The New School reps will essentially serve a sort of housecleaning function if any of them can beat Old School guys who are not currently marketable in rematches with the champion. It is a tricky process of matchmaking; there are no givens, but that is precisely the route the UFC has taken of late.
New Schoolers Jake Ellenberger and Carlos Condit have been matched with Jake Shields and Penn, respectively, in an effort to elevate viable title contenders. The rub lies in the fact that the Old School guys -- Shields, Penn and Fitch -- are exceptionally tough nuts to crack. Throw in the powerful Anthony Johnson, who will join the New School ranks if he can best Charlie Brenneman at UFC Live 6, and we have quite a lineup of capable competitors.
Beating any Old School rep will make Ellenberger, Condit and now MacDonald immediately relevant and marketable as title challengers. That is what Condit has in front of him, but he does not have to worry about fighting a friend, even though he and GSP do part of their training with guru Greg Jackson. Another touchy question: who does Jackson corner in that fight if Condit bests Penn at UFC 137? Jackson must grow tired of such questions, but it is his own fault given the talent he keeps building in Albuquerque, N.M.
For reasons I will not reiterate here, I do not think GSP will ever move up to middleweight, and though he has plenty of interesting challengers at 170 pounds, I cannot view any of them in either the New School or Old School factions as likely to dethrone him outside of catching lightning in a bottle.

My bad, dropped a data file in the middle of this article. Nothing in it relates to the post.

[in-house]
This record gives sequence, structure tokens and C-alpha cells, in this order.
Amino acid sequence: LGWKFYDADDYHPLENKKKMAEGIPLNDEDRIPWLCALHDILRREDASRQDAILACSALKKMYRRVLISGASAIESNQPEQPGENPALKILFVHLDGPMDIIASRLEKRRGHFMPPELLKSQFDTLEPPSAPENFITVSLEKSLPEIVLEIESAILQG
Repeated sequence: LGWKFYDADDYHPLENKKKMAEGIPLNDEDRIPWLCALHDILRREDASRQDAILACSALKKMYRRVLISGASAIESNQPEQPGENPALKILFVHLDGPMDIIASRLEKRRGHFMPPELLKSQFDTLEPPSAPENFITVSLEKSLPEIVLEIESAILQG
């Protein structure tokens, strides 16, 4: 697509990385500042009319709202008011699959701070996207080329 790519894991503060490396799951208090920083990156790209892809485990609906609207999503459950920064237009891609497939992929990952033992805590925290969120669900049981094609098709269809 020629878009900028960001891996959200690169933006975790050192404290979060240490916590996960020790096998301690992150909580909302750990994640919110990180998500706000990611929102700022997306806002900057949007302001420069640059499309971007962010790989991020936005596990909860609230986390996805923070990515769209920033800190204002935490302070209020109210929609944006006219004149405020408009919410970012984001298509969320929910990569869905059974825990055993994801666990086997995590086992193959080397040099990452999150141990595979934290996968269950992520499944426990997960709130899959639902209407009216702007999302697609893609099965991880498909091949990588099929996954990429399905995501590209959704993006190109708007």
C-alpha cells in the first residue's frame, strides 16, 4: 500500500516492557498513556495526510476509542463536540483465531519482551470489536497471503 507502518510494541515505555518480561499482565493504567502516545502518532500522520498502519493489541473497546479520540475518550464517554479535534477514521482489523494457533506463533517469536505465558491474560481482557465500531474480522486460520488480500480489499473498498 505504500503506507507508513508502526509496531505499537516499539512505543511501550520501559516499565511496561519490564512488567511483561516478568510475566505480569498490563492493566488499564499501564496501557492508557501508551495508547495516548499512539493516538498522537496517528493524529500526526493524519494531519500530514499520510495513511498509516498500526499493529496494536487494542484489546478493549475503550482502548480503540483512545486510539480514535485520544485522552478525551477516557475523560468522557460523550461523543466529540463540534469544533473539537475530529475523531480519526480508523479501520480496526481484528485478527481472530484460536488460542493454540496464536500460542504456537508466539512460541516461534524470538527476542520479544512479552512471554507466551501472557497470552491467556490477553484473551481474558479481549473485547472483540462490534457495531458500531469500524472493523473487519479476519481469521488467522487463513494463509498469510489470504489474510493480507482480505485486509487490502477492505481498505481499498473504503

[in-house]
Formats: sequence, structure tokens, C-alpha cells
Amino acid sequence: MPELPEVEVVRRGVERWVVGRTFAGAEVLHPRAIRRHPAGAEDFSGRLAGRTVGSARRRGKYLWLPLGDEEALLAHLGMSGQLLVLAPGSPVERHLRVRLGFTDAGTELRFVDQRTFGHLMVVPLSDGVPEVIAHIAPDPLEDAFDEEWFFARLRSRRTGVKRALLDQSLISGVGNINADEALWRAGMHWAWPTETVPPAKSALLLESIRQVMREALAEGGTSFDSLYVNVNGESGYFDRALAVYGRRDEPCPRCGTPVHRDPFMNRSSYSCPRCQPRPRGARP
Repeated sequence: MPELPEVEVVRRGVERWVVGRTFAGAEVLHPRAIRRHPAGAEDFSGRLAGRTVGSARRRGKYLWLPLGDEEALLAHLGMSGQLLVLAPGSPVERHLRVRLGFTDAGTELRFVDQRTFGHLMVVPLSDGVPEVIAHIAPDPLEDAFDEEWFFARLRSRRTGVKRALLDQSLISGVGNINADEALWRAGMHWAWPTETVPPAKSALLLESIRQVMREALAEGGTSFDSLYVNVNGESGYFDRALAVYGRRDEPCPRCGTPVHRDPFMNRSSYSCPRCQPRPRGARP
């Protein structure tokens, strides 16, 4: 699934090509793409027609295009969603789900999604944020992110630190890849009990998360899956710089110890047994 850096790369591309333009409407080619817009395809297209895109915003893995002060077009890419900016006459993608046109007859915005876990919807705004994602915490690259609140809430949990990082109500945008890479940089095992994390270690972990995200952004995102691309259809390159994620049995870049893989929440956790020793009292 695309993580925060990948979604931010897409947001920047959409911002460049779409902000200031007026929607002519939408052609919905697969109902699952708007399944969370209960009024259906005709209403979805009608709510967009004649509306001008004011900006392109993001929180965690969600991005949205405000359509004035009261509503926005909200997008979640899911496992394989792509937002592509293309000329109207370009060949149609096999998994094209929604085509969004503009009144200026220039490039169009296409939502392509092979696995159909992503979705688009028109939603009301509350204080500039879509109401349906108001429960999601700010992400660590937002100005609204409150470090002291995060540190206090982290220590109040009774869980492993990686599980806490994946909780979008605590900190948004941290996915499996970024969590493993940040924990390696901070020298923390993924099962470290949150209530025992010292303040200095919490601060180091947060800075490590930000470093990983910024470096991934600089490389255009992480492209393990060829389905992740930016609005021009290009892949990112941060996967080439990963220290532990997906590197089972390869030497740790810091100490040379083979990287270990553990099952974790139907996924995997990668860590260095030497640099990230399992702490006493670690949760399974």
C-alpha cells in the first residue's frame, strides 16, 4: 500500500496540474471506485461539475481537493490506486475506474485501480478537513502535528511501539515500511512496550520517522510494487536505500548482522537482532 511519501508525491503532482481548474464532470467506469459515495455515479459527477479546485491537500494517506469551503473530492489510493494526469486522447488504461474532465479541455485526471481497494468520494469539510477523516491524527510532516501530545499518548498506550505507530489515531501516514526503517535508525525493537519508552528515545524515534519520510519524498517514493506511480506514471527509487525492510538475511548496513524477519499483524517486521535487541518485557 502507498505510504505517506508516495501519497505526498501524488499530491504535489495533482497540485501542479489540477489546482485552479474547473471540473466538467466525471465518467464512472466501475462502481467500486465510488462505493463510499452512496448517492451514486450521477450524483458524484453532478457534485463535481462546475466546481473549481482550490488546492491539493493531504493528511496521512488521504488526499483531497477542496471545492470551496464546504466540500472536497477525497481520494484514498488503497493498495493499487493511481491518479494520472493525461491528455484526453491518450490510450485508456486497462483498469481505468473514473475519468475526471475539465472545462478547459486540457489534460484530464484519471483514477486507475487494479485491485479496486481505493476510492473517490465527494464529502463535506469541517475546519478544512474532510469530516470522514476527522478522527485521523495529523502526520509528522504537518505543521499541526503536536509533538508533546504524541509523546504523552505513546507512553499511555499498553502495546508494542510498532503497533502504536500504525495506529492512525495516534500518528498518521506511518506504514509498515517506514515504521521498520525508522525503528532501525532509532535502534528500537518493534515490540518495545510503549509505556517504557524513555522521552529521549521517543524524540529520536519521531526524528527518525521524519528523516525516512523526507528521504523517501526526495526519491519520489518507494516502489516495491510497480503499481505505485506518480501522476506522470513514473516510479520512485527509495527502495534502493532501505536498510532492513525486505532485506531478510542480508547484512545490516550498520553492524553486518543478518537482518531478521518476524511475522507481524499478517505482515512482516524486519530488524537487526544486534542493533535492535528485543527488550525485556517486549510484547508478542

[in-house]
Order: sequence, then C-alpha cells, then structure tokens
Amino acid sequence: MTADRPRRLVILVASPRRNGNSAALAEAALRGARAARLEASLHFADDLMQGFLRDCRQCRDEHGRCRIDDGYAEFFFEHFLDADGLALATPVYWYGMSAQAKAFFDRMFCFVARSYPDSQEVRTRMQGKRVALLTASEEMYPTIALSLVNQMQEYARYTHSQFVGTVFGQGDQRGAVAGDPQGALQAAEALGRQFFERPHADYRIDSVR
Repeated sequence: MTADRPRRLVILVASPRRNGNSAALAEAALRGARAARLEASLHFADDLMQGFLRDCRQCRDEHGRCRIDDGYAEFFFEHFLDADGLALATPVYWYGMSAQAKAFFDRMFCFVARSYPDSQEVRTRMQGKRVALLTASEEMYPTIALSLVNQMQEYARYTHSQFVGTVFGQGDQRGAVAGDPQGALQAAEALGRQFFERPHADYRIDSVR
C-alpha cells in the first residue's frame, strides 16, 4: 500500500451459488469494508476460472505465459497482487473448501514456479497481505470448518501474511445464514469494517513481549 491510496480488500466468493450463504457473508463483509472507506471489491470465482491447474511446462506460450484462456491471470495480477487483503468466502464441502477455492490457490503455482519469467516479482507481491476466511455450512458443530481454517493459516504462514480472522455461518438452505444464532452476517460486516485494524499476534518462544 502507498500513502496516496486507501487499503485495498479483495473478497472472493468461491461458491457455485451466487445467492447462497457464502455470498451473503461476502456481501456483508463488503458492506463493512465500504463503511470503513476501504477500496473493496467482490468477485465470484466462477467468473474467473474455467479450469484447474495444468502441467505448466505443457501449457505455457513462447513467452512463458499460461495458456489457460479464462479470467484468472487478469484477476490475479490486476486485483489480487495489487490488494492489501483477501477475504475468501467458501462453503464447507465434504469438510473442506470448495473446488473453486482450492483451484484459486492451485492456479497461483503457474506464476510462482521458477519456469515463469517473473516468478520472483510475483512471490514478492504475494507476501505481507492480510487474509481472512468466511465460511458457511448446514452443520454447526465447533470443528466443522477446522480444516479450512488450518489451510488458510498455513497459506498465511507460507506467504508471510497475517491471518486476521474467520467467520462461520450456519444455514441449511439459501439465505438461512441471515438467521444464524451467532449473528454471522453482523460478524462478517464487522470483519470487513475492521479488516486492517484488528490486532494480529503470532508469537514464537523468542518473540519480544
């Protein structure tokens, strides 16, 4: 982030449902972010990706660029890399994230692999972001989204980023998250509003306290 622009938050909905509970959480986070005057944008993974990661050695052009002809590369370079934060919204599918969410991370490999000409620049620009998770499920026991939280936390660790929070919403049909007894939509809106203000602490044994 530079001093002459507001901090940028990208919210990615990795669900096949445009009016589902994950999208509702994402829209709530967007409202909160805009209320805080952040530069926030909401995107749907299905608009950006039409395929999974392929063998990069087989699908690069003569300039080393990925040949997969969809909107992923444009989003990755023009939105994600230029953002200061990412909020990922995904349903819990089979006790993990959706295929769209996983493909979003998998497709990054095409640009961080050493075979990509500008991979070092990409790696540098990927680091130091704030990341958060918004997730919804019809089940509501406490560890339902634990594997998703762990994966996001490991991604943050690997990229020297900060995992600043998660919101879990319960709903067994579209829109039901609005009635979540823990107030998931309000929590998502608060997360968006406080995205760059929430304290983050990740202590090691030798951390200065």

The UFC has handled situations like this with a business-first approach. Jon Jones was plugged in to substitute against Mauricio “Shogun” Rua at UFC 128 when then-buddy and Jackson’s Mixed Martial Arts teammate Rashad Evans was injured, and the fallout made for some strong copy and storylines. Evans has since moved to a new camp, providing the kind of build-up to an eventual title challenge that makes it interesting if Jones gets by Quinton “Rampage” Jackson in his first defense at UFC 135.
In the short-term, given that MacDonald just turned 22, time remains on his side. If the UFC pairs him with an opponent against whom he is a 4-to-1 favorite in his next bout -- say, a Brian Ebersole or a veteran type that has a tough reputation but has not been a Top 10 welterweight -- we will know the promotion is biding its time with him. However, a deep-water match, such as one against Fitch, could be very interesting. Virtually all of the UFC’s Top 10 welterweights are slated for difficult bouts in the coming months, except for Fitch. He could also be given the winner of Diego Sanchez-Matt Hughes or Johnson-Brenneman or the loser of Condit-Penn or Ellenberger-Shields.
There is a luxury in matching a brilliantly talented, young fighter this way. A loss is viewed as more of a learning experience than a major setback, and it also creates a buffer on the talk of him deserving a title shot against a friend he has stated he will not fight. Fittingly, MacDonald recently changed his nickname from “The Waterboy” to “Ares,” the Greek god of war. Perhaps it is a sign of his growing comfort with his emergence as a contender.
Whatever the UFC does with MacDonald, if Rogan turned out to be anywhere close to correct -- MacDonald as the next GSP, or even better than the champion -- it will force a matchup that everyone in the world wants, except, perhaps, for the two guys settling the question.
Jason Probst can be reached at Jason@jasonprobst.com or twitter.com/jasonprobst.